Sei sulla pagina 1di 2

Security in Communications: Lab

This is a brief introduction to the concepts used in securing communicated messages. It does not
cover the wider concerns of network security.
Security of communication usually implies ensuring of one or a number of the following:
Privacy: only the intended receiver gets to see the message.
Integrity: the intended receiver knows if the message has been tampered with
Authentication: the receiver can be sure the message originated from the supposed sender, not
an imposter.
Non-repudiation: the receiver can prove the message was sent by the sender.
The idea is that when communicating messages, only the intended recipient can decode the
message (privacy), it can be sure the message is from the genuine sender (authentication) and
that the message has not been tampered with enroute (integrity). The receiver could also prove
that the message had come from the sender in the form received (nonrepudiation). To make this
happen relies on encryption and the use of keys.
!ncryption is the process of scrambling a message into an unintelligible form for all but the holder
of the key for decryption. There are numerous e"amples of this process. The key is used with an
algorithm called the #ipher to transform the message into cipherte"t which can only be decoded
with knowledge of the cipher and the key. The cipher is agreed between both communicating
parties and may be known publicly. There are two types of key usage$ symmetric key (or pairwise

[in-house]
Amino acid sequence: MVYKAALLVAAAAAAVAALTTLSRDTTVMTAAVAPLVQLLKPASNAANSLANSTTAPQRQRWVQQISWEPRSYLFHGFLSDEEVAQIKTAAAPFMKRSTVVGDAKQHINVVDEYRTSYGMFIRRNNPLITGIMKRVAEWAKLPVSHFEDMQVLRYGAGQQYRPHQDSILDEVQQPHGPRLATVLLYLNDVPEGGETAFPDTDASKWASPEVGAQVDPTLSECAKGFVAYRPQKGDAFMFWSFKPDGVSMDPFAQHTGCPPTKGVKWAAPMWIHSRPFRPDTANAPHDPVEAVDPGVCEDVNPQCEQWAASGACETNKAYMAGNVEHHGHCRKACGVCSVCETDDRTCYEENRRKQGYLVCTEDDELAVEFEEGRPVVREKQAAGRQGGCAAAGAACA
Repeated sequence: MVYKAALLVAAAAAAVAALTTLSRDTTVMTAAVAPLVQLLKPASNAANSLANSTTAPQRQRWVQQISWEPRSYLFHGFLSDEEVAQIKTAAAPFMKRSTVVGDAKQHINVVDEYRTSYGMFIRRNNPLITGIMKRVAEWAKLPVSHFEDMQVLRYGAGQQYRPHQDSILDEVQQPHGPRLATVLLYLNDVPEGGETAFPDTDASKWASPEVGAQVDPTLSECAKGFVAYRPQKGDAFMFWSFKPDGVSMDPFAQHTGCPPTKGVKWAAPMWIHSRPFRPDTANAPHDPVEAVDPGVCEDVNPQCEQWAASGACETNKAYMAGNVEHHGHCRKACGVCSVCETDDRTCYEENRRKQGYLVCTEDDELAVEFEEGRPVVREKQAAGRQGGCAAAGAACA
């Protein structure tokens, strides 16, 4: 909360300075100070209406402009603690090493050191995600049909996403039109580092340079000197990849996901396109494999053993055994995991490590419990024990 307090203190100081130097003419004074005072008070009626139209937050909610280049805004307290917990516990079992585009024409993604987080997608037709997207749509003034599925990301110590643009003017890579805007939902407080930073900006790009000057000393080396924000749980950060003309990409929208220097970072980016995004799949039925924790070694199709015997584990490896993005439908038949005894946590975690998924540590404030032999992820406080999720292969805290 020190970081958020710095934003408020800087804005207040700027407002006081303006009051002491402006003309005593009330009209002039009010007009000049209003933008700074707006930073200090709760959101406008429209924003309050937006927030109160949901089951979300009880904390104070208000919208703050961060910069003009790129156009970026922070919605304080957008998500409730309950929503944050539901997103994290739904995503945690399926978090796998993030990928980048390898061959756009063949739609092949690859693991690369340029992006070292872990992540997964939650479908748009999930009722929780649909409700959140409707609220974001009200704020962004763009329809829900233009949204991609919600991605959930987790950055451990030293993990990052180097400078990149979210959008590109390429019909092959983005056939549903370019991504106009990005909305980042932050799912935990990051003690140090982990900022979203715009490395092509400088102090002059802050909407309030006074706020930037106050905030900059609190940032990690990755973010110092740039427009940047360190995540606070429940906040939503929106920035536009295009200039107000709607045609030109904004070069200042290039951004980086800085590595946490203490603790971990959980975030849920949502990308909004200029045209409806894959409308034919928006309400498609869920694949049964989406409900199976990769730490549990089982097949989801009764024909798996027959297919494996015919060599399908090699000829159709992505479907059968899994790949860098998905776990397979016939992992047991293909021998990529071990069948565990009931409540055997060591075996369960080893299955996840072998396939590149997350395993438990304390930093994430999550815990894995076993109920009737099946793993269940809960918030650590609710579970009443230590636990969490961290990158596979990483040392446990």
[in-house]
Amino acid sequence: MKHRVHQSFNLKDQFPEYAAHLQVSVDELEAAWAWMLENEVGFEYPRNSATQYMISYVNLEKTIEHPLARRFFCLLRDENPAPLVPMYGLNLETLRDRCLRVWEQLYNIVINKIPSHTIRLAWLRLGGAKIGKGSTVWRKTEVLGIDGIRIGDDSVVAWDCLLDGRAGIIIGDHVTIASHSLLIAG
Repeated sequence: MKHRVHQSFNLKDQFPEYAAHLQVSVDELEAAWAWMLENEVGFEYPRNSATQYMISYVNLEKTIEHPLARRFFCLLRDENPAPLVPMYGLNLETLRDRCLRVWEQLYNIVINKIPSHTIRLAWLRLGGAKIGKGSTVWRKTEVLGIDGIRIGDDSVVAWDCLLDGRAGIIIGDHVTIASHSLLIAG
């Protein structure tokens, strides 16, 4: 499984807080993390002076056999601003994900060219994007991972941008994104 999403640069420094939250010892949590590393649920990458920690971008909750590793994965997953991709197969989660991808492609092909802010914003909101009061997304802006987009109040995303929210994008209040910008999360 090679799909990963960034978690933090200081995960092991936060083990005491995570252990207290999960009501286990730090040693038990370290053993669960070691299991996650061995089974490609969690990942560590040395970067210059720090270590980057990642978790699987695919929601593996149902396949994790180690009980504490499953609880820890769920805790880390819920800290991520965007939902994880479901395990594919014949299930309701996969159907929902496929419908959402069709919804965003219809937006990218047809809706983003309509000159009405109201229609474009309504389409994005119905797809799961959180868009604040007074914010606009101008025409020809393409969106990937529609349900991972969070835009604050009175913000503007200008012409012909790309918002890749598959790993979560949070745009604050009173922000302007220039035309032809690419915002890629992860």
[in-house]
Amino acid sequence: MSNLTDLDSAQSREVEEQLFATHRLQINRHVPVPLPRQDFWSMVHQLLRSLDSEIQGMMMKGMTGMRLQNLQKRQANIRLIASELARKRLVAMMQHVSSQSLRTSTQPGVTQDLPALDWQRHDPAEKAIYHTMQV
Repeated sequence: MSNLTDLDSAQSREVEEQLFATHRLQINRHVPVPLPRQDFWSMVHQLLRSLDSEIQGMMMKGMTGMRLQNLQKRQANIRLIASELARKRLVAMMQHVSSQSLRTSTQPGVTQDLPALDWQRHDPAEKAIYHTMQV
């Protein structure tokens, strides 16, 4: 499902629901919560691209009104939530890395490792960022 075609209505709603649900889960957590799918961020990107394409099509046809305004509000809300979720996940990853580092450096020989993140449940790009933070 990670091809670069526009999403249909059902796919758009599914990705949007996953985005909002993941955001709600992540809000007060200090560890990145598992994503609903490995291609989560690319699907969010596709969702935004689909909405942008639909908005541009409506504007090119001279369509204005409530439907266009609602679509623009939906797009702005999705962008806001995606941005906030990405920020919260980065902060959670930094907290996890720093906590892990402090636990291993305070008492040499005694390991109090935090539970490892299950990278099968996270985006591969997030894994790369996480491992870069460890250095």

shared key) where both parties use the same secret key and asymmetric key where one key (for
encryption or decryption) is made public the other (for the reverse decryption or encryption
process) is kept private (secret).
In practice these ideas are usually wrapped up in security protocols implemented at various layers
of the communication protocol stack ranging from application layer to physical layer. Since public
keys have to be advertised to be useful they are a potential security risk in themselves. %ow does
a sender know to trust a public key& The solution comes in using certificates that are authenticated
by a trusted authority as part of the 'ublic (ey Infrastructure. So whilst public key cryptography
resolves the problem of key distribution, to be effective, certificates and an infrastructure to deal
with them is re)uired.
In this lab two security scenarios are investigated$ implementation of a secure *irtual 'rivate
+etwork (*'+) over a public internet and layer two security in a wireless ,-+.
-ssessment for this lab is .//0 by demonstration. 1nce you have setup and tested your scenario
give a demo. 2emember that in your demo you should introduce your setup and what you are
attempting to do as well as actually doing it. See #omms Tech lab guide on +13.
3hen communications were mainly made via the 'ublic Switched Telephone +etwork a company
could establish a private network linking multiple geographically separate sites by leasing
(somewhat e"pensive) dedicated 4circuits4. Since these circuits are part of the operators network
they are relatively secure. 3ide area network connectivity has become much cheaper by using the